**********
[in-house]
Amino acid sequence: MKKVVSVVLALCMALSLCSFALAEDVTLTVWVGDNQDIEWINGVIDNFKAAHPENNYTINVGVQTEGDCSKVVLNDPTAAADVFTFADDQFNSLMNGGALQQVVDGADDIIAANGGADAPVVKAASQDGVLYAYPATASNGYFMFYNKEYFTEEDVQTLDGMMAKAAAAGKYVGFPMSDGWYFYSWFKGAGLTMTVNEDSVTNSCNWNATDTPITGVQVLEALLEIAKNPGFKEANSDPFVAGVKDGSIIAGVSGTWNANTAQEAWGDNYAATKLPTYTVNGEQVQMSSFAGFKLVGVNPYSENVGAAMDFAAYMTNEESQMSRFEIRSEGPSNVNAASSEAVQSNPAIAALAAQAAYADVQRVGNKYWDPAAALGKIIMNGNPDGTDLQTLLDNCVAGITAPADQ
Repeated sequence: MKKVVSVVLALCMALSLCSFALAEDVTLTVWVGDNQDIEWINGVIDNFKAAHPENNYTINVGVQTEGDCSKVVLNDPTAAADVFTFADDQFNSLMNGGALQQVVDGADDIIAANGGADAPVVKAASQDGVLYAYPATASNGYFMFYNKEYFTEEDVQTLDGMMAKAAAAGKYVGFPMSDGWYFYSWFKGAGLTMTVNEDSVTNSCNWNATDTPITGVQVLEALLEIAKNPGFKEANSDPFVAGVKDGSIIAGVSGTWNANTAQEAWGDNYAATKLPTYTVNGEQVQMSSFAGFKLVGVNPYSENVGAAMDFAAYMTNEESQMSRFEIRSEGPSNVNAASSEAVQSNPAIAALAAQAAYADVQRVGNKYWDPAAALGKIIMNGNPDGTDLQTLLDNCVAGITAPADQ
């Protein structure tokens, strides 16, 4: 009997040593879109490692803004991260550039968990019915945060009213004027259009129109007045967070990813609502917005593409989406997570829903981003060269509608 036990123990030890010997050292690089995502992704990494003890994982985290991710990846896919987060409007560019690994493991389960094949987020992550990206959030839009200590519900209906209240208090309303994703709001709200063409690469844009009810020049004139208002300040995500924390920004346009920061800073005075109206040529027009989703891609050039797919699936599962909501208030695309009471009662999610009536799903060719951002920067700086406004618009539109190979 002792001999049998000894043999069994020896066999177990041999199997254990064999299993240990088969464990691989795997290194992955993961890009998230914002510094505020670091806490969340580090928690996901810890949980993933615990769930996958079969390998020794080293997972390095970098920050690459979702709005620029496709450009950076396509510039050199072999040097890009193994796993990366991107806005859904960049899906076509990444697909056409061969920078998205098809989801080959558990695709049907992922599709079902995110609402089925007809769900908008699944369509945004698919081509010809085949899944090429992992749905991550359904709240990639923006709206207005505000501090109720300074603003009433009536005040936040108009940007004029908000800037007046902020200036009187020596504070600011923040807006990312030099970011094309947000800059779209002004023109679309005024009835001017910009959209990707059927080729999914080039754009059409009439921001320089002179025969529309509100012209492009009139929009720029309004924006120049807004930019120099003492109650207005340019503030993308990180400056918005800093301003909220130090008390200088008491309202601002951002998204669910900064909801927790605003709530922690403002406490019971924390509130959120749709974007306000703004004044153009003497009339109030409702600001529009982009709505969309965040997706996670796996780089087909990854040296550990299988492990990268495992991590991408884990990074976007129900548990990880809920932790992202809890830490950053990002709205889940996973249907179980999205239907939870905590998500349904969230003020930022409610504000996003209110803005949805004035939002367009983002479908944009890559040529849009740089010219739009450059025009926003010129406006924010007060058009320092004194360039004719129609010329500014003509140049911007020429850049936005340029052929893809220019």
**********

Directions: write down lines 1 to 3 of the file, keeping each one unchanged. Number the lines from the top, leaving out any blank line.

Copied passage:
[in-house]
Amino acid sequence: MKKVVSVVLALCMALSLCSFALAEDVTLTVWVGDNQDIEWINGVIDNFKAAHPENNYTINVGVQTEGDCSKVVLNDPTAAADVFTFADDQFNSLMNGGALQQVVDGADDIIAANGGADAPVVKAASQDGVLYAYPATASNGYFMFYNKEYFTEEDVQTLDGMMAKAAAAGKYVGFPMSDGWYFYSWFKGAGLTMTVNEDSVTNSCNWNATDTPITGVQVLEALLEIAKNPGFKEANSDPFVAGVKDGSIIAGVSGTWNANTAQEAWGDNYAATKLPTYTVNGEQVQMSSFAGFKLVGVNPYSENVGAAMDFAAYMTNEESQMSRFEIRSEGPSNVNAASSEAVQSNPAIAALAAQAAYADVQRVGNKYWDPAAALGKIIMNGNPDGTDLQTLLDNCVAGITAPADQ
Repeated sequence: MKKVVSVVLALCMALSLCSFALAEDVTLTVWVGDNQDIEWINGVIDNFKAAHPENNYTINVGVQTEGDCSKVVLNDPTAAADVFTFADDQFNSLMNGGALQQVVDGADDIIAANGGADAPVVKAASQDGVLYAYPATASNGYFMFYNKEYFTEEDVQTLDGMMAKAAAAGKYVGFPMSDGWYFYSWFKGAGLTMTVNEDSVTNSCNWNATDTPITGVQVLEALLEIAKNPGFKEANSDPFVAGVKDGSIIAGVSGTWNANTAQEAWGDNYAATKLPTYTVNGEQVQMSSFAGFKLVGVNPYSENVGAAMDFAAYMTNEESQMSRFEIRSEGPSNVNAASSEAVQSNPAIAALAAQAAYADVQRVGNKYWDPAAALGKIIMNGNPDGTDLQTLLDNCVAGITAPADQ